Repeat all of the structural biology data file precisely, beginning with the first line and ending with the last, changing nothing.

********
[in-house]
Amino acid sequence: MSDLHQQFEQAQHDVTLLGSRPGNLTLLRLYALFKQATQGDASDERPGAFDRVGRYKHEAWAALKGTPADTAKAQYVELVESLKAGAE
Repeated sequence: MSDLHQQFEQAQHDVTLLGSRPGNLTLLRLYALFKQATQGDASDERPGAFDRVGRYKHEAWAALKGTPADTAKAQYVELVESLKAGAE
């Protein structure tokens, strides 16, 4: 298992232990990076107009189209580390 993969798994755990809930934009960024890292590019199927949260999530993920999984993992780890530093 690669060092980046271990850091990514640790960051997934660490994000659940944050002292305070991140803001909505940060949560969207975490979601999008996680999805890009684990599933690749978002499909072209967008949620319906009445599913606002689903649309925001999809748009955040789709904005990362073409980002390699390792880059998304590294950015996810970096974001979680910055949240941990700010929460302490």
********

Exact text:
[in-house]
Amino acid sequence: MSDLHQQFEQAQHDVTLLGSRPGNLTLLRLYALFKQATQGDASDERPGAFDRVGRYKHEAWAALKGTPADTAKAQYVELVESLKAGAE
Repeated sequence: MSDLHQQFEQAQHDVTLLGSRPGNLTLLRLYALFKQATQGDASDERPGAFDRVGRYKHEAWAALKGTPADTAKAQYVELVESLKAGAE
């Protein structure tokens, strides 16, 4: 298992232990990076107009189209580390 993969798994755990809930934009960024890292590019199927949260999530993920999984993992780890530093 690669060092980046271990850091990514640790960051997934660490994000659940944050002292305070991140803001909505940060949560969207975490979601999008996680999805890009684990599933690749978002499909072209967008949620319906009445599913606002689903649309925001999809748009955040789709904005990362073409980002390699390792880059998304590294950015996810970096974001979680910055949240941990700010929460302490």